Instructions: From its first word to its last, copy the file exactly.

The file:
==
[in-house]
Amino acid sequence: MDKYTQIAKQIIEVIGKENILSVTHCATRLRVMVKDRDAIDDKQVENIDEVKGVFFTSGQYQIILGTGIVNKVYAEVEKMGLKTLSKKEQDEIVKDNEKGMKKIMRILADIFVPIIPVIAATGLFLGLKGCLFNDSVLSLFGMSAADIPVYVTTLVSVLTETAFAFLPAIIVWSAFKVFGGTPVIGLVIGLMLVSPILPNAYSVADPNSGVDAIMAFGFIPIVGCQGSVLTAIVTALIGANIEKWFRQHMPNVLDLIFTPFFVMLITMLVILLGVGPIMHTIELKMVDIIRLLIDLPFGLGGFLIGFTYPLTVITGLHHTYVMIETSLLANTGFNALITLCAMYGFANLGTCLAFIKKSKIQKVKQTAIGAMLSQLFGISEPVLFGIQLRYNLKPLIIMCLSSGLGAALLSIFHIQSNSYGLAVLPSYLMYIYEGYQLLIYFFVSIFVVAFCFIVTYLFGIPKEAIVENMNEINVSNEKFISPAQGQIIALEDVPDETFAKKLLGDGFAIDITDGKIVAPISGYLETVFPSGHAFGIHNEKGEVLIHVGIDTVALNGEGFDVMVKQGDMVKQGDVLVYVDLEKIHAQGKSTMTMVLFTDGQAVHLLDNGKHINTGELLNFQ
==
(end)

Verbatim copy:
[in-house]
Amino acid sequence: MDKYTQIAKQIIEVIGKENILSVTHCATRLRVMVKDRDAIDDKQVENIDEVKGVFFTSGQYQIILGTGIVNKVYAEVEKMGLKTLSKKEQDEIVKDNEKGMKKIMRILADIFVPIIPVIAATGLFLGLKGCLFNDSVLSLFGMSAADIPVYVTTLVSVLTETAFAFLPAIIVWSAFKVFGGTPVIGLVIGLMLVSPILPNAYSVADPNSGVDAIMAFGFIPIVGCQGSVLTAIVTALIGANIEKWFRQHMPNVLDLIFTPFFVMLITMLVILLGVGPIMHTIELKMVDIIRLLIDLPFGLGGFLIGFTYPLTVITGLHHTYVMIETSLLANTGFNALITLCAMYGFANLGTCLAFIKKSKIQKVKQTAIGAMLSQLFGISEPVLFGIQLRYNLKPLIIMCLSSGLGAALLSIFHIQSNSYGLAVLPSYLMYIYEGYQLLIYFFVSIFVVAFCFIVTYLFGIPKEAIVENMNEINVSNEKFISPAQGQIIALEDVPDETFAKKLLGDGFAIDITDGKIVAPISGYLETVFPSGHAFGIHNEKGEVLIHVGIDTVALNGEGFDVMVKQGDMVKQGDVLVYVDLEKIHAQGKSTMTMVLFTDGQAVHLLDNGKHINTGELLNFQ